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A Body in Motion Taylor Gilfillan '13, a 2013 Teach For America (TFA) corps member, teaches underprivileged students at a school plagued by a high teacher turnover rate.

“I realized that I really wanted to have a career where I had the most impact on people’s lives — those who have been underserved and are ready for empowerment.”

gilfillan-taylor-l A Body in MotionTaylor Gilfillan (left)

On his first day at KIPP (Knowledge is Power) Sunnyside High School in Houston, Texas, Taylor Gilfillan ’13 promised his students (then freshmen and sophomores), “I’m going to be here when you walk across that stage at graduation.” This was no small commitment. Taylor, a 2013 Teach For America (TFA) corps member, was teaching underprivileged students at a school plagued by a high teacher turnover rate.

Taylor had originally planned to attend graduate school. A physics major at Washington and Lee, he spent a summer doing research on laser dynamics with Professor David Sukow and presented papers at conferences. “I knew I had a passion for physics and thought a Ph.D. was the logical next step,” he said. “But during my senior year, I realized that I really wanted to have a career where I had the most impact on people’s lives — those who have been underserved and are ready for empowerment. I thought being in the classroom might be one way to do that, I’m really appreciative that TFA gave me an avenue to pursue that goal.”

Helping others seems to be in his DNA. Taylor spent several summers as a sports camp counselor at the Alexander YMCA in Raleigh, North Carolina. At W&L, he served as a student-to-student mentor, as activities chair for the First-Year Orientation Committee and as an assistant head resident adviser. He also played varsity basketball and was president of the physics honor society and a teaching assistant for the Physics Department. His senior year, Taylor was named the 2013 John W. Elrod General of the Year by his peers for his contributions to his school. “Kind-hearted service to others” was, and continues to be, his mantra.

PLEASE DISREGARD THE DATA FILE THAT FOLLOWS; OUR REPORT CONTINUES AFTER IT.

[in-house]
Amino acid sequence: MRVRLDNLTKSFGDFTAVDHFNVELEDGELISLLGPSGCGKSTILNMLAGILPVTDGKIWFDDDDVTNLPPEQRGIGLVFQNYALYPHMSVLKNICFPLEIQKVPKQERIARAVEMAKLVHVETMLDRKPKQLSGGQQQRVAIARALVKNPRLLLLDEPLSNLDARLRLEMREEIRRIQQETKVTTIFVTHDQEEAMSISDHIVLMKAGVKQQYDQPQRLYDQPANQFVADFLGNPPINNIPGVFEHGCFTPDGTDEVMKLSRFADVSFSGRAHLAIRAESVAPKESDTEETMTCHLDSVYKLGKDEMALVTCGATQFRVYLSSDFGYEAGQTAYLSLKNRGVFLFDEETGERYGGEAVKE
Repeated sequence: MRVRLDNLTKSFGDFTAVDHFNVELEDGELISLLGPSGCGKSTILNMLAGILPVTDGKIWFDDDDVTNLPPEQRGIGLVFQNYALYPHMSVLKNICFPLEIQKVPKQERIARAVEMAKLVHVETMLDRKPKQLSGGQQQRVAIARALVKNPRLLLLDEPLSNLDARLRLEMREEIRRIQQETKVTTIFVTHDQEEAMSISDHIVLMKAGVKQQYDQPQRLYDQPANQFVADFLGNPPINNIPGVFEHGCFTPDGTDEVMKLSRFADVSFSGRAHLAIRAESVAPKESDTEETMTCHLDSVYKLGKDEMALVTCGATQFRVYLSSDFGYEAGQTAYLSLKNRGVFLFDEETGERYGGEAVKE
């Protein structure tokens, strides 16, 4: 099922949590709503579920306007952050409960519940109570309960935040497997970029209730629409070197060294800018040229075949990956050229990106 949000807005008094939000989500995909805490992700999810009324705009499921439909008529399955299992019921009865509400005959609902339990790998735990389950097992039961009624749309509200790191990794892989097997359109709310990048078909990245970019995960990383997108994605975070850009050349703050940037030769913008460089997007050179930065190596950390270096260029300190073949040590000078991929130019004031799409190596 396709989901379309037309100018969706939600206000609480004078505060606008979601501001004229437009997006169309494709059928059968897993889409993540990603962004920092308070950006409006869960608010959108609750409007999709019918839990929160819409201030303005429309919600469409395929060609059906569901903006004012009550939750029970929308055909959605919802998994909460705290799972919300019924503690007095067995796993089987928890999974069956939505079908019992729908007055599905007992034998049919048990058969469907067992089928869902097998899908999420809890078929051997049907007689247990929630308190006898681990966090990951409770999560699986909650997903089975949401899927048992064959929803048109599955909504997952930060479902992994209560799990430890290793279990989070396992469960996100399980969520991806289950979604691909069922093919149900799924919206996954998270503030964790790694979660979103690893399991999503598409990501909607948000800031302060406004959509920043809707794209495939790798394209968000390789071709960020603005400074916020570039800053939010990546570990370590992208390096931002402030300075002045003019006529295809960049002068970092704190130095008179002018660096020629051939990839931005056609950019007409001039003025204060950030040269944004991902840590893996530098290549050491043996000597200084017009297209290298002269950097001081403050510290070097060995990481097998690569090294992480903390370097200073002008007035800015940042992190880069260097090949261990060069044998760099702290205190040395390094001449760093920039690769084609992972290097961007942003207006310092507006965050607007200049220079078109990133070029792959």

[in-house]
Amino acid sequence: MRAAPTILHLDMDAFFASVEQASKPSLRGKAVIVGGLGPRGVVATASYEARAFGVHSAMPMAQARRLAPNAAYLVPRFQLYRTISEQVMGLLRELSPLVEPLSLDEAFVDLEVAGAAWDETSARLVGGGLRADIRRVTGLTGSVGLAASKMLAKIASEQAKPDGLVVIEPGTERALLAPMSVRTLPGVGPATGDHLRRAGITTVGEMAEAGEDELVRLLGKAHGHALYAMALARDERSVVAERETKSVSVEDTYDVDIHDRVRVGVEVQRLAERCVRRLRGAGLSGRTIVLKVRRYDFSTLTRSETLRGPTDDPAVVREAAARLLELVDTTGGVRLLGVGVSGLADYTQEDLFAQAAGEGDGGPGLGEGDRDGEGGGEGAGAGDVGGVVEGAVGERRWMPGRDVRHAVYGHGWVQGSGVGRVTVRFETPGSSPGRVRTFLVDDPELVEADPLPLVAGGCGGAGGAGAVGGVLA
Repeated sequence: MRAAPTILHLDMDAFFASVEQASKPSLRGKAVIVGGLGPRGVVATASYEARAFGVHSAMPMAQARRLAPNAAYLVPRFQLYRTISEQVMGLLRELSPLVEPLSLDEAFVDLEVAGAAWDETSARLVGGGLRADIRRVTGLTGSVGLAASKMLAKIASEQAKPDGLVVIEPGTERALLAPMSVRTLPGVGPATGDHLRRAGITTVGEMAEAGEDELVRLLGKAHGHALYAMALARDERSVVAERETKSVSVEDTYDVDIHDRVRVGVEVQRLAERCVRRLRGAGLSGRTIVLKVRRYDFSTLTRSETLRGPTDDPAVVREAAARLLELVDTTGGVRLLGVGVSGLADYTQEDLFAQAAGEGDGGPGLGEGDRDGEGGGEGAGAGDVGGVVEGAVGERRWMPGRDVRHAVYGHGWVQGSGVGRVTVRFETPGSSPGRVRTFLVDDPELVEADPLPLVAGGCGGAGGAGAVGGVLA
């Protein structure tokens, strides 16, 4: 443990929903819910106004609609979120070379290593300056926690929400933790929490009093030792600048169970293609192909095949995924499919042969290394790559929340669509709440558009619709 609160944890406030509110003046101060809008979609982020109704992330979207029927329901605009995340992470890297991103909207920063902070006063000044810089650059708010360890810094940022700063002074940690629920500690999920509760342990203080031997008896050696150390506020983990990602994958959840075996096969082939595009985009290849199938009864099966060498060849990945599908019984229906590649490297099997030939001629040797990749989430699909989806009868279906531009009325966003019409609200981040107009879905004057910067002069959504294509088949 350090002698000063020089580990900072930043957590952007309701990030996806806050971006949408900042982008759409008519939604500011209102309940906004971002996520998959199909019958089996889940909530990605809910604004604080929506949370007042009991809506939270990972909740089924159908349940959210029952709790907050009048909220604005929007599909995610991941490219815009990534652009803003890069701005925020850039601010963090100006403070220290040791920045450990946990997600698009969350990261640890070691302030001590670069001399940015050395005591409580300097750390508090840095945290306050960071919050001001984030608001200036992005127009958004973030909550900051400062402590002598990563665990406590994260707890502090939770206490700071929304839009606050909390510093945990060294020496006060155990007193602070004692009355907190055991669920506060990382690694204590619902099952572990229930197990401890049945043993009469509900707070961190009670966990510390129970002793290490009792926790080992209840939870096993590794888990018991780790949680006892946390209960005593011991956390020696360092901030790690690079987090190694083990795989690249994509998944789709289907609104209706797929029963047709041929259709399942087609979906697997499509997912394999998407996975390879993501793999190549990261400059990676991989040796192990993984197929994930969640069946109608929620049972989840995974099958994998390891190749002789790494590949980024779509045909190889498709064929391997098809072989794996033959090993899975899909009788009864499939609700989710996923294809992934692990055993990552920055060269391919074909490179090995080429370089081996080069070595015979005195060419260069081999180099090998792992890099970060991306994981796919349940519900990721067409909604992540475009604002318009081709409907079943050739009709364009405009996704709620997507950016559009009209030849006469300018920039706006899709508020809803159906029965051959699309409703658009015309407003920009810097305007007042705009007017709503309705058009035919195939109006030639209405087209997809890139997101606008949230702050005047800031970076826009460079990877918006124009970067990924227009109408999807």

At KIPP Sunnyside, Taylor has taught geometry, biology, physics, pre-AP physics, and AP physics 1. Over the last couple of years, he learned that “you’re never just a teacher; you’re a mom, a dad, a counselor, social worker, problem solver and a mediator. I had to be all those things for my students and needed to apply those skills inside and outside my classroom.”

While TFA provided him with some basic classroom training — such as creating a coherent curriculum and behavior management — Taylor said, “This has been a journey. The single biggest hurdle I had to jump over was being too hard on myself. I have high expectations for me and my students, and when I have a tough day, it’s hard to forgive myself. But I have to embrace it and be able to give myself grace. I have to accept that I will make mistakes, that the lesson won’t always go according to plan and to not see that as a failure, but as a chance to grow. It can seem like really high stakes when you’re talking about closing the achievement gap and fighting to ensure an excellent education is accessible to everyone. It’s an ambitious goal. So I had to learn to be a reflective teacher, constantly tracking what went well, and how I could improve. Whether it was a good or bad day, at midnight, I had to flush it and be ready to start a new day — a clean slate for me and my kids.”

At KIPP Sunnyside, he has some free range in the classroom and has introduced innovative technologies. One involves a pilot program involving OpenStax Tutor, interactive online courseware designed to customize learning for each student. That collaboration occurred through the power of the W&L network: Duke Cancelmo ’80, the Houston alumni coordinator for W&L’s Elrod Fellowship program, introduced Taylor to Micaela Coffey McGlone ’09, a research specialist at OpenStax. “I’m piloting the program in my pre-AP physics class, and it has some pretty cool software,” said Taylor. “Students in that class got free laptops to access the online program. The program tracks student growth by topic, and can adjust the difficulty of problems to best support their learning. It really helps them become proficient with concepts at a pace that’s personalized for them.”

Not satisfied with what he’s learning on the job, Taylor applied for and was selected to be the physics course leader for KIPP Houston Public Schools. He leads regional professional development for his region’s physics teachers and manages the curriculum electronically to provide other teachers with the resources they need to succeed in the classroom. “I think that no matter what I do in the next phase of my life, teaching will provide me with a vital skill set,” he said. “And if I decide to continue with teaching, this opportunity will help me become the excellent teacher my students deserve.”